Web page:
by Lillian Csernica on May 23, 2018
Today’s fortune says:
A single conversation with a wise man is worth ten years of study.
Here are the Top Five Pieces of Advice I’ve received thus far:
“Keep the pen moving.” Andy Couturier, top notch writing teacher.
“Remember, it’s not about you.” My mental health pros explaining what motivates other people’s hurtful behaviors, especially Narcissistic Personality Disorder. Oy!
“Why is this happening NOW?” Darrell Schweitzer on the problem that starts a story.
“To combat depression, count your blessings every night by keeping a daily list in a journal, notebook, etc.” I can’t remember which of my therapists first suggested this idea. It’s advice I pass along frequently when I meet someone else struggling with depression.
“If your pain is getting in the way of your writing, maybe you need to make room in your writing for your pain.” The LCSW who was my therapist for the longest stretch, which included the worst disasters of my benighted life.
Yes, I have Major Depressive Disorder. Yes, I’ve been writing ever since I could hold a crayon. And yes, I’ve spent most of my life in cognitive behavioral therapy, starting at age 11 when my parents divorced and starting again in a big way when I was 28. I’m now 52, and frankly, there’s no end in sight.
So I follow Stephen King’s advice. “Read, read, read. Write, write, write.” Because, really, stories are what make life worth living.
This isn’t just an Instagram aesthetic. It’s actually really good advice for us. If you’re unfamiliar with self-care, it is the simple act of caring for ourselves. We deserve it, not because it makes us better for others or for our lecturers or for our flatmates, but because it makes us healthier for ourselves. […]
via Self-Care isn’t Selfish — the married millenials
Filed under bad movies, cats, charity, chocolate, Depression, dogs, Family, Food, frustration, Goals, Humor, Lillian Csernica, love, marriage, nature, parenting, Self-image, therapy, Writing
by Lillian Csernica on April 12, 2016
One of the most important parts of traveling is preserving the memories of people and places one meets along the way. The easiest way to do that is to keep a travel journal. The precise format can vary according to your needs and preferences. Here are some practical considerations I’ve learned in the course of my adventures.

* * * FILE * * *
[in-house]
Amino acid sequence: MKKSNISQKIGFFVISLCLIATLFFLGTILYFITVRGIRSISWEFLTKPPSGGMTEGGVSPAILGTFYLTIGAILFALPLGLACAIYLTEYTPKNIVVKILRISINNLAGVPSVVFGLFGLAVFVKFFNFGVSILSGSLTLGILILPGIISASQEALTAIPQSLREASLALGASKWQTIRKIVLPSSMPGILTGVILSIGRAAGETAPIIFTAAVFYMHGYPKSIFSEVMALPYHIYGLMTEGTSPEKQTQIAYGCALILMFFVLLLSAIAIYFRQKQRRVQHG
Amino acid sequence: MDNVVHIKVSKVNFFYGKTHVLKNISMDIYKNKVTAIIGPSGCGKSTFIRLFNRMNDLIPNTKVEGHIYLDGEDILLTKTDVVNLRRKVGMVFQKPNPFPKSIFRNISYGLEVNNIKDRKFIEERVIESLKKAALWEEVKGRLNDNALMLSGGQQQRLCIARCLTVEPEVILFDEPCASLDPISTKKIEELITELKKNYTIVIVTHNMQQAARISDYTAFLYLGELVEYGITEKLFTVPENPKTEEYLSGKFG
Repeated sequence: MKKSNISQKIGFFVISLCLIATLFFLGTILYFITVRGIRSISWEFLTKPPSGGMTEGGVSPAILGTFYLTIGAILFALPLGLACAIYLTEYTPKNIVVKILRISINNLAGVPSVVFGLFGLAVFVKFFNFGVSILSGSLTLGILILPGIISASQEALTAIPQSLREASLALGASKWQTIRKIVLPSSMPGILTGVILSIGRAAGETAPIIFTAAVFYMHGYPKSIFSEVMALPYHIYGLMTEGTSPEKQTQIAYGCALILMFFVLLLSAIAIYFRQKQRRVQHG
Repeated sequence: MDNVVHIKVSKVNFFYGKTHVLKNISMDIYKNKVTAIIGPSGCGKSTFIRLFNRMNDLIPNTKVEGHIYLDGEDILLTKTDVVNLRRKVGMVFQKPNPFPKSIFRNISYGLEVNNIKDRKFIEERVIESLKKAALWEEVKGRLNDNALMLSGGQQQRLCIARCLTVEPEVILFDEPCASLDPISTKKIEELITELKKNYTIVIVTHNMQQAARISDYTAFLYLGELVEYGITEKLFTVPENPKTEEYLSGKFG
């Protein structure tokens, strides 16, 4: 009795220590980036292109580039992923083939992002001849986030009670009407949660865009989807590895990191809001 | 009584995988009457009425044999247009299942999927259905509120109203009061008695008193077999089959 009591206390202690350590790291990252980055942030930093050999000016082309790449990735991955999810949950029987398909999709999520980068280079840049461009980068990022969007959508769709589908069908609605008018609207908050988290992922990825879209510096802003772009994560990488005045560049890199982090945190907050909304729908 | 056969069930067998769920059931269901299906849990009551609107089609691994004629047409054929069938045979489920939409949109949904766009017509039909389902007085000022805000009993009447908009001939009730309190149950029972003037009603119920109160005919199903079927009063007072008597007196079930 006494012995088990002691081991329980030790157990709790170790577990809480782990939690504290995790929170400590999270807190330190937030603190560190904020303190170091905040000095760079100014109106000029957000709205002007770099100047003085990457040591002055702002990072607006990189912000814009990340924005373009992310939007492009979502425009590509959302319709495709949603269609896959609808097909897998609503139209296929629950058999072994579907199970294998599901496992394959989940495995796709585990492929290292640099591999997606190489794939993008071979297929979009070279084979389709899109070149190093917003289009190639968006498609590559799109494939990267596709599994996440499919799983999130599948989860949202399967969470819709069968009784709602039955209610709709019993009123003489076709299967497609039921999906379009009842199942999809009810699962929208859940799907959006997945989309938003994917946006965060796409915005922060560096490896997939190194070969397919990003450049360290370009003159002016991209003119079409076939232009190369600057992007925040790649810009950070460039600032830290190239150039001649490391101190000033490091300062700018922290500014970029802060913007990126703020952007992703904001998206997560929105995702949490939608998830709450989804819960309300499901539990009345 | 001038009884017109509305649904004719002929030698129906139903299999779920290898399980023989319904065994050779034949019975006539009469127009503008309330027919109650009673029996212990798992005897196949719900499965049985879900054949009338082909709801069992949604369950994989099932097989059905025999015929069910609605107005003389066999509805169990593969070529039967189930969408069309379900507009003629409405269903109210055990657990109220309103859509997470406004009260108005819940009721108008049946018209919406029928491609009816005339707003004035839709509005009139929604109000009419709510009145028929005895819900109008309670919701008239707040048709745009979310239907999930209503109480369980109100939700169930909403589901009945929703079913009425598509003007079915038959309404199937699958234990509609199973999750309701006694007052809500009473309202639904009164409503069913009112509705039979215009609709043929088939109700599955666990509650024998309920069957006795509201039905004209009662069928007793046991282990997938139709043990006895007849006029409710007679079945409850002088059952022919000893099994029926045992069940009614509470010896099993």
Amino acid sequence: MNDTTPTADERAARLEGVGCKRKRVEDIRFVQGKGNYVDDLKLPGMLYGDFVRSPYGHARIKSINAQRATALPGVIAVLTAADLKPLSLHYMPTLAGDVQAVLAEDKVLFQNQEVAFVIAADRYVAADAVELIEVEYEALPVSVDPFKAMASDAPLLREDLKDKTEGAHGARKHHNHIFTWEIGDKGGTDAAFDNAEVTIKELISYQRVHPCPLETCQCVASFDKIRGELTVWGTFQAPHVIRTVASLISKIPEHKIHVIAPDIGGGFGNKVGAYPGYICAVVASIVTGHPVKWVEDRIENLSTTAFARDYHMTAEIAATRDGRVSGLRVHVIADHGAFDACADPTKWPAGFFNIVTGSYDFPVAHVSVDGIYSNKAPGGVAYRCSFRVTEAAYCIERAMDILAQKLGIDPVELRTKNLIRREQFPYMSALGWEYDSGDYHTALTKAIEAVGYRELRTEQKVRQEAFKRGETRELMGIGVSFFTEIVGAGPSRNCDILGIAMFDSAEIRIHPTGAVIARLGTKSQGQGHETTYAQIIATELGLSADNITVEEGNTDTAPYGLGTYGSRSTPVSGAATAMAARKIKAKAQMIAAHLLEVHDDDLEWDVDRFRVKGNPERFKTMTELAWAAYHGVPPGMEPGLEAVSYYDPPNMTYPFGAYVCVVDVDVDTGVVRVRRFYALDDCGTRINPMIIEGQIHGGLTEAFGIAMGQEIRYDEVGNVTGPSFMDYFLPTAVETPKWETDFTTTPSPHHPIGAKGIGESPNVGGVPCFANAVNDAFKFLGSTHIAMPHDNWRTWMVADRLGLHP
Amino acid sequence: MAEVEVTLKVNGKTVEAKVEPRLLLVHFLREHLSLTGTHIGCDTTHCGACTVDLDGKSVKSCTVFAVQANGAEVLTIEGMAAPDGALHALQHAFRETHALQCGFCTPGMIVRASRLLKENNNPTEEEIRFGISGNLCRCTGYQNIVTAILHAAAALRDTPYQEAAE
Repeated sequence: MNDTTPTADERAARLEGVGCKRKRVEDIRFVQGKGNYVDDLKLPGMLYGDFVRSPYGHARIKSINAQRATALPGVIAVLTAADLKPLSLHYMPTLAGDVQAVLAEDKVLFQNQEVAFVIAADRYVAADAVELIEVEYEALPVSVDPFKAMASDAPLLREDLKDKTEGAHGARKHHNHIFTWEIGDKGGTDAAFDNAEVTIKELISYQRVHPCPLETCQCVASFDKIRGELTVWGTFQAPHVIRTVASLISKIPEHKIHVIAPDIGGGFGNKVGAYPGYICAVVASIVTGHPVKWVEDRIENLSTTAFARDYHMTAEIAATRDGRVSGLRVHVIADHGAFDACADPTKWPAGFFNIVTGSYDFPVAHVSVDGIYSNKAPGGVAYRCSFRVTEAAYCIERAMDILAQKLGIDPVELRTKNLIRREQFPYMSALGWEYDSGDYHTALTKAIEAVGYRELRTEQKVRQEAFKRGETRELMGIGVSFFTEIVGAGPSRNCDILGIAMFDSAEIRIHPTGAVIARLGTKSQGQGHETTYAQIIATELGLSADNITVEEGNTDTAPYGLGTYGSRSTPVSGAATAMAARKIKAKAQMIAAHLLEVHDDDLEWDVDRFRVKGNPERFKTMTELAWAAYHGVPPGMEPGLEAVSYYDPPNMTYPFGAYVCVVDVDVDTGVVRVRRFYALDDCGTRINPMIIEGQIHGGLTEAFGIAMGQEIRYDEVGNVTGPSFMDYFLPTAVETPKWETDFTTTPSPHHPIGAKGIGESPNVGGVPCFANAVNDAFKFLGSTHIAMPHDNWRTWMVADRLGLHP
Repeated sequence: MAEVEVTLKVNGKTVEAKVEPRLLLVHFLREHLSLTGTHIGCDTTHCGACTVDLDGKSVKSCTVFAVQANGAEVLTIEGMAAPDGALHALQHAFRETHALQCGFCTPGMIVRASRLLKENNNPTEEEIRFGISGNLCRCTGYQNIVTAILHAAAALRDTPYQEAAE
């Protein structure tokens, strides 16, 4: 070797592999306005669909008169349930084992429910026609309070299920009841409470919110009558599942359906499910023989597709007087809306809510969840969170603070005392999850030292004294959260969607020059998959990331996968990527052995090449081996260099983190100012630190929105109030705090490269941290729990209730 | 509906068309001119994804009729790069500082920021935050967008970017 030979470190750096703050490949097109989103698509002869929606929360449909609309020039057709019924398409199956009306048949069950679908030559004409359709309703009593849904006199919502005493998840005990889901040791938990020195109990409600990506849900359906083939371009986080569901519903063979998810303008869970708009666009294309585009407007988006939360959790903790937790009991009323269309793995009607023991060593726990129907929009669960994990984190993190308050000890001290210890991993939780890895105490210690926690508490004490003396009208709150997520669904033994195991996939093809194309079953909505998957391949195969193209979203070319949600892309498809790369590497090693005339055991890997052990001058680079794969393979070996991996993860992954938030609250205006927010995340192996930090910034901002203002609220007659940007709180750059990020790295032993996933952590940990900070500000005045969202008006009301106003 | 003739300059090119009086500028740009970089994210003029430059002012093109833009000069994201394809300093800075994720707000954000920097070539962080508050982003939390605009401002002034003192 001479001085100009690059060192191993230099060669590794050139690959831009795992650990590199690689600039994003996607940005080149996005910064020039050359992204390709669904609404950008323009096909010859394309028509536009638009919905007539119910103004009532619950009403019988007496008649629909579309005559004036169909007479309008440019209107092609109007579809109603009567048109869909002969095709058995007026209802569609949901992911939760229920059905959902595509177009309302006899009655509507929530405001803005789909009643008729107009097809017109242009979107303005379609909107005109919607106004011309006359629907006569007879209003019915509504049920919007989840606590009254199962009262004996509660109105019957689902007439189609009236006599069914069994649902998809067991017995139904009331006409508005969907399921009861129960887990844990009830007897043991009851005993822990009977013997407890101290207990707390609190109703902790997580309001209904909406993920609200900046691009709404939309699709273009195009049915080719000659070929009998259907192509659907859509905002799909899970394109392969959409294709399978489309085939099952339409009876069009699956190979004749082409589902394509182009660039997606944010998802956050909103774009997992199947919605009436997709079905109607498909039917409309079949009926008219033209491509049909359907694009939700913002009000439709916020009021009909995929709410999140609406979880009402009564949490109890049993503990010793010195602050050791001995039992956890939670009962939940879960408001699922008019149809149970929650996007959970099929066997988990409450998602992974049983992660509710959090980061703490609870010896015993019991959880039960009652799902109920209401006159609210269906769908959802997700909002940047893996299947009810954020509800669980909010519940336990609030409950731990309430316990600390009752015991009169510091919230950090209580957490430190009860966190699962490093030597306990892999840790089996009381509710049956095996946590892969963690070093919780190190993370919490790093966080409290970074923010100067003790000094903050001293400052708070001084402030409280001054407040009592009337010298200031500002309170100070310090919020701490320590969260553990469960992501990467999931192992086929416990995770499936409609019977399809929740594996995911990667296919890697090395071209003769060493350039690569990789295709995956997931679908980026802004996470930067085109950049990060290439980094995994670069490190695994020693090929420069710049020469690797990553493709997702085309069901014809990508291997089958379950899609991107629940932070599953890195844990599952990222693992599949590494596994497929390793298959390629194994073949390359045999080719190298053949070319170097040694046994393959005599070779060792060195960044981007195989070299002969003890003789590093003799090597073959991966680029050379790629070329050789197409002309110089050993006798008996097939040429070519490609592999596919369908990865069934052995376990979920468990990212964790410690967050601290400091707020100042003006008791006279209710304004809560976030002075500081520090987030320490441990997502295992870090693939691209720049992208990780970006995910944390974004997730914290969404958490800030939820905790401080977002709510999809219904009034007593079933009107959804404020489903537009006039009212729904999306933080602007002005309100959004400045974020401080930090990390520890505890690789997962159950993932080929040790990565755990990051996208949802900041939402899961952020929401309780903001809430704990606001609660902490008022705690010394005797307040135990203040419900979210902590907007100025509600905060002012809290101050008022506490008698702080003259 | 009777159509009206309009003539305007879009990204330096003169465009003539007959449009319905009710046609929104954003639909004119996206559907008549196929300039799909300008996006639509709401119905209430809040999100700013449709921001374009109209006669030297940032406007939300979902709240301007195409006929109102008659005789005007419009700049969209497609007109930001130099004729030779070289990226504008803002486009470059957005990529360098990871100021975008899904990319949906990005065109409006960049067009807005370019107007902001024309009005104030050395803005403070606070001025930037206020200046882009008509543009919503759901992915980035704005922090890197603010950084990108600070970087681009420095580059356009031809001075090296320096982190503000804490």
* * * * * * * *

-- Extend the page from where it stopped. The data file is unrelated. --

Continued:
Choose a journal that meets your needs. As much as I love hardback journals, they’re heavy and can be awkward to write in. A jolting bus ride or a packed train car is not the ideal environment for lengthy accounts of the farmer’s market or museum you just toured. Better to carry something lightweight that will lie flat when opened or fold over the way spiral notebooks do.
Jot notes and write outlines. It might be best to carry a small notebook for jotting down key moments which can later be discussed at length in your main travel journal. The important thing is to enjoy the trip itself. By giving yourself the option of writing up each day’s adventures when you’re not in the middle of having them, you’ll enjoy both the present moments and the moments of reflection that much more.
Buy postcards. These are taken by professional photographers with top of the line cameras. If you go to a popular tourism site, odds are good there will be postcard packets available which include the highlights of the location. Not only will you have high quality images to share, you will also have a record of details that might slip your mind. When I went to Kyoto my mother asked me to bring her postcards of the places I saw. I bought a packet at Kiyomizudera that shows Mom how the temple looks in each of the four seasons!
Look for mementos that will fit into the main journal. Items such as menus, business cards, stickers, brochures, etc. are fine. Now and then you might get lucky and find something really memorable. At the temples in Kyoto you can collect stamps done in red ink that show you’ve been there. The Monterey Bay Aquarium has a passport for children in which they collect stamps from hands-on science stations at various points around the aquarium complex.
Get creative with the journal’s purpose. When I’ve stayed in one location long enough to share memorable moments with the staff or some of the other guests, I’ll have those special people sign my travel journal. It’s a lot like the yearbooks we get in American high schools. These days people often jot down their email or website, so this can lead to ongoing friendships!
Live it up, then write it down!
Filed under artists, Blog challenges, creativity, dreams, editing, Family, family tradition, Food, Goals, history, Humor, Japan, Kyoto, Lillian Csernica, memoirs, mother, nature, research, travel, Writing